Enabling machine learning to help combat fraud

The combination of trained fraud experts and machine learning promise a best way forward for financial institutions in the battle against fraud, in today's omni-channel experience

Machine Learning Fraud

While unsupervised models might be the goal in the long term, supervised and semi-supervised models in which trained fraud experts provide input to better train and fine tune their ML models are critical to creating a fraud prevention system that can proactively identify fraudulent activity while reducing the incidence of false positives that can negatively impact the customer experience

A recent study from iovation has centred on the movement towards using machine learning (ML) analytics for improving fraud mitigation and customer experience.

The findings showed that while 68% of financial institutions (FIs) cite ML analytics as a high priority investment over the next few years the path to adoption will not be without its challenges. iovation and Aite Group will be hosting a webinar at 10AM PST on November 9th to discuss the results of this survey.

It’s clear that the threat environment continues to escalate, and effective fraud prevention is an increasingly competitive issue for FIs. Organised crime rings, armed with billions of stolen data records, are targeting the financial services industry with sophisticated card fraud, application fraud, account take-over (ATO) attacks, wholesale ATO and the spectre of faster payments, all of which were cited among the top pain points for FIs today in the Aite research.

>See also: Man versus machine learning: How to beat the fraudsters

“What this study highlighted is that those who are early adopters of advanced machine learning analytics will be able to greatly reduce fraud while also improving the customer experience, giving those FIs a decided edge over their competitors who lag in these advancements,” said Julie Conroy, research director for Aite Group’s Retail Banking & Payments practice and author of the report. “Data is the new currency, and creating intelligence from data at scale requires machine learning technology.”

With the omni-channel approach to consumer engagement there are several points of interaction (ATMs, call centers, email, etc.), for hackers to gain access to personal data. In fact, cross-channel fraud was mentioned throughout the interviews with fraud and analytics executives as a key attack vector. All of this points to why FIs must embrace machine learning analytics to spot patterns and holistically prevent fraud at each point of contact with stronger yet more convenient authentication measures, which will ultimately improve the customer experience.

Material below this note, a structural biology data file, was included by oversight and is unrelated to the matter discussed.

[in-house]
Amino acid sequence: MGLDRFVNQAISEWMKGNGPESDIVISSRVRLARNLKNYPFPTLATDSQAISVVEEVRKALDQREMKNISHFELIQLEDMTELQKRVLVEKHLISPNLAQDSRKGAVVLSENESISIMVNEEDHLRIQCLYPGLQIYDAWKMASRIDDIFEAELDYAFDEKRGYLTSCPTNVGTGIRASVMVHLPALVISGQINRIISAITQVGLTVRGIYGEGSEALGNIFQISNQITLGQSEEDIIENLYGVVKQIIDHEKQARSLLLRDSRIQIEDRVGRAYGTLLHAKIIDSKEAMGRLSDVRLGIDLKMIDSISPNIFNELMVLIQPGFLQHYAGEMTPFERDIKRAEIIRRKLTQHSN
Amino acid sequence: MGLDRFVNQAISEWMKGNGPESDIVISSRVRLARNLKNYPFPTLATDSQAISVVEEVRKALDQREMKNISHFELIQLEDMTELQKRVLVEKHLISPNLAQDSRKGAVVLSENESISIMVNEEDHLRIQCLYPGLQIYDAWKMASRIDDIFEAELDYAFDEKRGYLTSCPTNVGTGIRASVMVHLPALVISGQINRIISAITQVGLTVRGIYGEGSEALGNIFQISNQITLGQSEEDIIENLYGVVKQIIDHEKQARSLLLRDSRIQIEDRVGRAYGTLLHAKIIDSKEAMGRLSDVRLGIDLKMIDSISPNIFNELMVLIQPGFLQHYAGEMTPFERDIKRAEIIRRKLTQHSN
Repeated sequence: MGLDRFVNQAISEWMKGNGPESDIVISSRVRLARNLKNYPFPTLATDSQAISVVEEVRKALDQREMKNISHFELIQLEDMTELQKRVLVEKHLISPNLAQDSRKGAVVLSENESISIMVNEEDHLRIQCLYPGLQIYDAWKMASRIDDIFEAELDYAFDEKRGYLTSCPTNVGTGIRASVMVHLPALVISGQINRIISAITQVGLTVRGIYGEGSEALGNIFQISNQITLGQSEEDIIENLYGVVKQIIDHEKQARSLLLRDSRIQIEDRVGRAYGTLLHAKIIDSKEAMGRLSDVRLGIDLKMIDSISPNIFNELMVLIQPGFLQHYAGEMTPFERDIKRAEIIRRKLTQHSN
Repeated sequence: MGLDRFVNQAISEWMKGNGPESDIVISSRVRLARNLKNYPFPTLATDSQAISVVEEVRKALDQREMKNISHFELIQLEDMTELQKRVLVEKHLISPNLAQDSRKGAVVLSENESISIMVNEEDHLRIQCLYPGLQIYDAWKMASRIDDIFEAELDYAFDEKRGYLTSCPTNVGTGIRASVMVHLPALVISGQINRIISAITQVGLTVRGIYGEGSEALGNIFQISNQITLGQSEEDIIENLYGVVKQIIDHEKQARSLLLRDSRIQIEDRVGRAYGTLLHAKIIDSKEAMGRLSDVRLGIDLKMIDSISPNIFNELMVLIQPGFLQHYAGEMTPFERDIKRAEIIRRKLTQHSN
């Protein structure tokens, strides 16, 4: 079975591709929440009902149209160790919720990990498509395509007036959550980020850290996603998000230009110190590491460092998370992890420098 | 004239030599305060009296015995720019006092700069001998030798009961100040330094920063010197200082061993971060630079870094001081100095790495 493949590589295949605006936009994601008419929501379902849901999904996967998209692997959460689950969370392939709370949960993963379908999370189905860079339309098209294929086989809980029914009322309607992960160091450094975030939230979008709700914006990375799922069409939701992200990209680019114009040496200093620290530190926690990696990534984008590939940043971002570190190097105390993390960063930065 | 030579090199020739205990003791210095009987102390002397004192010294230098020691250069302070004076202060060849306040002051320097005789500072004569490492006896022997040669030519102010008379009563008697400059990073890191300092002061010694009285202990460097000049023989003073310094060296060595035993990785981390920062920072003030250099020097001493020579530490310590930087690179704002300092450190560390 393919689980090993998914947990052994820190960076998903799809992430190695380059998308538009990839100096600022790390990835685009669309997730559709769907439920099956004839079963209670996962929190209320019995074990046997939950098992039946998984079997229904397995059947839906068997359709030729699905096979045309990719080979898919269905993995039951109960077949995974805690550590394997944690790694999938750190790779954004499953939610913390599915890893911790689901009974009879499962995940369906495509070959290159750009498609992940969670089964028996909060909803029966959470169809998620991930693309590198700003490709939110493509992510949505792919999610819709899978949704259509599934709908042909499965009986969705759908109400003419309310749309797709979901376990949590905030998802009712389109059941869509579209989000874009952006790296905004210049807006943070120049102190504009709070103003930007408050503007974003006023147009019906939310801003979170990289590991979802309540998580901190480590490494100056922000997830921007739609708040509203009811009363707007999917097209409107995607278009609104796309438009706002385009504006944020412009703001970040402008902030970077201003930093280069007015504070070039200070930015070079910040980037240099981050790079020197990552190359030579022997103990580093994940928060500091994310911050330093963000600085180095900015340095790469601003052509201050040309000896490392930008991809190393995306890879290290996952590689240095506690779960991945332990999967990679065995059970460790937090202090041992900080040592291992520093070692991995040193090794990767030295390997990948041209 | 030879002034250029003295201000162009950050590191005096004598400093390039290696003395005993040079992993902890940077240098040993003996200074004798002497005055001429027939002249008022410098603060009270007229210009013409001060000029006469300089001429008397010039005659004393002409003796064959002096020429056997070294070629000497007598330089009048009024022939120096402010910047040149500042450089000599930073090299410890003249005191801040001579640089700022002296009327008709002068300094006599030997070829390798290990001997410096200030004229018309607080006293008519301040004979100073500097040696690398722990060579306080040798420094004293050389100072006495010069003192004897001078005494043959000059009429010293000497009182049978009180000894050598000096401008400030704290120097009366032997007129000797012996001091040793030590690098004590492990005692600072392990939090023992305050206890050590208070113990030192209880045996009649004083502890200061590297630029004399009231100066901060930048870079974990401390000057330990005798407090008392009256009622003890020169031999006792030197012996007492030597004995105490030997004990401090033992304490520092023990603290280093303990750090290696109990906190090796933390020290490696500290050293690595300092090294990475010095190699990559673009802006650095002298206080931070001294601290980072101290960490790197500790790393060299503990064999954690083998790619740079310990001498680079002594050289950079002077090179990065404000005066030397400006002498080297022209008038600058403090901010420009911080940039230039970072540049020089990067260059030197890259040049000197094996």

“Hackers see FIs as the perfect target for fraud. And, if you pile on the intense pressure to make the banking experience easier and more frictionless for customers it’s clear that FIs need a solution that will make significant improvements to their fraud fighting approach,” said Eddie Glenn, product marketing manager for iovation.

“We are seeing FIs turn to machine learning analytics as the foundation for a broader solution. Leveraging the vast amount of customer data at their disposal and applying advanced, machine learning techniques, FIs can create insights that allow them to better predict new fraud types they have not seen before as well as implement more contextual authentication measures that can understand the relative risk of a given transaction to ensure a more seamless experience for retail bank consumers.”

>See also: The rise and rise of intelligent machines

One of the misconceptions about machine learning is the perception that ‘unsupervised models” in which sophisticated algorithms alone will become the prevalent model to identify and reduce FI’s exposure to fraud will be the ultimate arbiter of whether a transaction is potentially fraudulent.

However, according to the report, the majority of the installations of ML among the FIs interviewed use some type of combination of scoring generated by ML and highly trained fraud experts to continually refine and improve their models. In fact, 50% of respondents are using entirely supervised techniques or primarily supervised.

While unsupervised models might be the goal in the long term, supervised and semi-supervised models in which trained fraud experts provide input to better train and fine tune their ML models are critical to creating a fraud prevention system that can proactively identify fraudulent activity while reducing the incidence of false positives that can negatively impact the customer experience.

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